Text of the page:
French President Emmanuel Macron said Friday, March 24, 2023, that he will press ahead with reforms, ignoring a trade union leader’s call for a suspension of the new pension law, amid one of the worst street violence in France in years.
Violent clashes erupted across the country on Thursday evening 03/23 in otherwise peaceful protests that for weeks drew large crowds of opponents of extending the retirement age to 64 from 62.
A police station in the western town of Lorient was targeted, the Bordeaux town hall was set on fire and hundreds of fires were reported across the country.
Some 441 police officers were injured and 475 people were arrested. Dozens of protesters were injured.
In this atmosphere, the visit of the British monarch, King Charles, to France, which was scheduled to start on Sunday, was postponed.
Laurent Berger, head of the French Democratic Union of Labor, urged Macron earlier in the day to “show a gesture” to calm things down. Berger suggested that the solution is to suspend the reform for six months and seek a compromise.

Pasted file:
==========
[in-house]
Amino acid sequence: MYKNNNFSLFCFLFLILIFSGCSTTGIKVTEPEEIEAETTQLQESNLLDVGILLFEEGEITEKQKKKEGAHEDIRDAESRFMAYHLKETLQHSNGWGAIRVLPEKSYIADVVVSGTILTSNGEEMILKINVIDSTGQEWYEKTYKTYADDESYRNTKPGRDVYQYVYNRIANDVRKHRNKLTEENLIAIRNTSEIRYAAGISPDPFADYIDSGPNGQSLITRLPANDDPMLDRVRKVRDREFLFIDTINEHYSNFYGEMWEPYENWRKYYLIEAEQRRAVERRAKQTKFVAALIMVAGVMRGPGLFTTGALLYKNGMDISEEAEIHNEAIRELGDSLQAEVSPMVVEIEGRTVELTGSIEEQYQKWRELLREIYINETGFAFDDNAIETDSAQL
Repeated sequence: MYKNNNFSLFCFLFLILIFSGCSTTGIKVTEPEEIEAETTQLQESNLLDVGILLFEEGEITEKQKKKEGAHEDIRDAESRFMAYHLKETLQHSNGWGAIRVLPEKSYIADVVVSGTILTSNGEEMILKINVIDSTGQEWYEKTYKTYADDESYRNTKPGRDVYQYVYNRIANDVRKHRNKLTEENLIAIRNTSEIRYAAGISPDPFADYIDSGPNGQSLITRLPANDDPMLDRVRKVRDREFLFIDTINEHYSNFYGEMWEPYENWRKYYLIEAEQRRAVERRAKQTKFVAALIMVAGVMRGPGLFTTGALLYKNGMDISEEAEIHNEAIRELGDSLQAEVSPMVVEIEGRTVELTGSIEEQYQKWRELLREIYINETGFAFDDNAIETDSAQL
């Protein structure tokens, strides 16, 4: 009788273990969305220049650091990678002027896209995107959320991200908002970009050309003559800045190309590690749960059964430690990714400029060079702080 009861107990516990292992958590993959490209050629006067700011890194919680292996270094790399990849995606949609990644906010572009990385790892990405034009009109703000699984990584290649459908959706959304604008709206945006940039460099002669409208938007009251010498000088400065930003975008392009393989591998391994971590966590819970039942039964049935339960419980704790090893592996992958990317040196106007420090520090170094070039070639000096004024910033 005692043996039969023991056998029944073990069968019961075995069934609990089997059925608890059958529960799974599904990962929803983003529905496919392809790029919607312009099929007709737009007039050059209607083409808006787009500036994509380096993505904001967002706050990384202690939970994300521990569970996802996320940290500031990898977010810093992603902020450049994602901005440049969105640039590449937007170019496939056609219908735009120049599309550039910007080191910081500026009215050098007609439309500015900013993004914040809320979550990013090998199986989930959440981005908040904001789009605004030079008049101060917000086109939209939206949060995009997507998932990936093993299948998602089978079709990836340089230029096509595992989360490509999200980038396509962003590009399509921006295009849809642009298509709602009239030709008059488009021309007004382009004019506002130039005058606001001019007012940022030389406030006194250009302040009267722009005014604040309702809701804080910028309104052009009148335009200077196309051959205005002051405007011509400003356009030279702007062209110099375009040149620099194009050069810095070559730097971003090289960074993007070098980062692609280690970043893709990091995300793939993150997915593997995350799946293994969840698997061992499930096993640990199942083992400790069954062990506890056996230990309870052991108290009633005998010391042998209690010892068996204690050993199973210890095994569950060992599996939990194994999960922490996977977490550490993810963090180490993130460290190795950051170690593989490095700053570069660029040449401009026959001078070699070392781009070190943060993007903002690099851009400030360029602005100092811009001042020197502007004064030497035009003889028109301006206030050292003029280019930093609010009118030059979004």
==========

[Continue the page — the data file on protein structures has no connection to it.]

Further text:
After an EU summit in Brussels, when asked about the protests, Macron merely echoed remarks he made earlier this week that he was ready to discuss future policy changes with the unions. We will give nothing to violence, I condemn violence to the fullest.”
He added that the pension law will simply run its course, and is now in the process of reviewing its legality in the French Constitutional Council. The government passed the law in Parliament without a vote.
In Paris and many other cities across the country, clean-up crews worked amid broken glass, charred rubbish bins and smashed bus stops after violent clashes overnight between black-clad protesters and police. A tag appeared on one of the ATMs: “Paris is burning.”
Opinion polls showed that a large majority of voters oppose the pension bill. Voters were furious after the government’s decision to skip
Voting in Parliament and Macron comparing the protests to the storming of the US Congress building on January 6, 2021.
The latest wave of protests and clashes has become the most serious challenge to Macron’s authority since the “yellow vest” revolution of the angry working class four years ago.
On a shattered window of a Starbucks coffee shop in Paris, someone wrote the word democracy in big red letters. On charred newsstands and damaged shop windows, graffiti read “Against Macron” and “Macron, resign”.